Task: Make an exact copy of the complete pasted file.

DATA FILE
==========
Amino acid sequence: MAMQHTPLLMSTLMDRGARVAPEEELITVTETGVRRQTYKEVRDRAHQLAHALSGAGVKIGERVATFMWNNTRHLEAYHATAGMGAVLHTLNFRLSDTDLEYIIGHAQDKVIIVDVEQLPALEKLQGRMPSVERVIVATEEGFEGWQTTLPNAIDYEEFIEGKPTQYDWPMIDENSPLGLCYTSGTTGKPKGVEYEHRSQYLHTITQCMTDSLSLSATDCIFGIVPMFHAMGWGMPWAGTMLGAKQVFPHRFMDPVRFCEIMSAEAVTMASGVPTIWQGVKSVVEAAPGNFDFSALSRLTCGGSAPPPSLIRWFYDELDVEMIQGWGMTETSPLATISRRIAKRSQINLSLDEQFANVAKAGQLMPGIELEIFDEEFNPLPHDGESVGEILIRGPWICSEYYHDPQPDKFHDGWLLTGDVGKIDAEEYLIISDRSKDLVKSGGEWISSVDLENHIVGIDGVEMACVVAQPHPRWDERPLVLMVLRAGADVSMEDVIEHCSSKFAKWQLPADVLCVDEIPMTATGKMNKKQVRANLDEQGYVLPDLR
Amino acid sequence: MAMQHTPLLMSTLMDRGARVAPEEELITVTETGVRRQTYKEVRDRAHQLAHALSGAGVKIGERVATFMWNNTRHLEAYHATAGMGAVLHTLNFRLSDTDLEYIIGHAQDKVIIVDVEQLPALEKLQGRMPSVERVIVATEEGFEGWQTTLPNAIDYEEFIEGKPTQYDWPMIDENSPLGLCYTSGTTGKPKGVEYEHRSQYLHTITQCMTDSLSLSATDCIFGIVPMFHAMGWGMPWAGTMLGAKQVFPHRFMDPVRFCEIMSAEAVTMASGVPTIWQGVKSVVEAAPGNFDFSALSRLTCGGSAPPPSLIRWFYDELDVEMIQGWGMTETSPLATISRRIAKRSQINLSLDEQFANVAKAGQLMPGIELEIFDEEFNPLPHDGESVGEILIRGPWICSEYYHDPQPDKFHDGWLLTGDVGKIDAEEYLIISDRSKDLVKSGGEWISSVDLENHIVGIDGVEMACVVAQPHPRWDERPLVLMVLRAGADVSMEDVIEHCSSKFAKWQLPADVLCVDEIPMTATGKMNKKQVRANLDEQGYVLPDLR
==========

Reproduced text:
Amino acid sequence: MAMQHTPLLMSTLMDRGARVAPEEELITVTETGVRRQTYKEVRDRAHQLAHALSGAGVKIGERVATFMWNNTRHLEAYHATAGMGAVLHTLNFRLSDTDLEYIIGHAQDKVIIVDVEQLPALEKLQGRMPSVERVIVATEEGFEGWQTTLPNAIDYEEFIEGKPTQYDWPMIDENSPLGLCYTSGTTGKPKGVEYEHRSQYLHTITQCMTDSLSLSATDCIFGIVPMFHAMGWGMPWAGTMLGAKQVFPHRFMDPVRFCEIMSAEAVTMASGVPTIWQGVKSVVEAAPGNFDFSALSRLTCGGSAPPPSLIRWFYDELDVEMIQGWGMTETSPLATISRRIAKRSQINLSLDEQFANVAKAGQLMPGIELEIFDEEFNPLPHDGESVGEILIRGPWICSEYYHDPQPDKFHDGWLLTGDVGKIDAEEYLIISDRSKDLVKSGGEWISSVDLENHIVGIDGVEMACVVAQPHPRWDERPLVLMVLRAGADVSMEDVIEHCSSKFAKWQLPADVLCVDEIPMTATGKMNKKQVRANLDEQGYVLPDLR
Amino acid sequence: MAMQHTPLLMSTLMDRGARVAPEEELITVTETGVRRQTYKEVRDRAHQLAHALSGAGVKIGERVATFMWNNTRHLEAYHATAGMGAVLHTLNFRLSDTDLEYIIGHAQDKVIIVDVEQLPALEKLQGRMPSVERVIVATEEGFEGWQTTLPNAIDYEEFIEGKPTQYDWPMIDENSPLGLCYTSGTTGKPKGVEYEHRSQYLHTITQCMTDSLSLSATDCIFGIVPMFHAMGWGMPWAGTMLGAKQVFPHRFMDPVRFCEIMSAEAVTMASGVPTIWQGVKSVVEAAPGNFDFSALSRLTCGGSAPPPSLIRWFYDELDVEMIQGWGMTETSPLATISRRIAKRSQINLSLDEQFANVAKAGQLMPGIELEIFDEEFNPLPHDGESVGEILIRGPWICSEYYHDPQPDKFHDGWLLTGDVGKIDAEEYLIISDRSKDLVKSGGEWISSVDLENHIVGIDGVEMACVVAQPHPRWDERPLVLMVLRAGADVSMEDVIEHCSSKFAKWQLPADVLCVDEIPMTATGKMNKKQVRANLDEQGYVLPDLR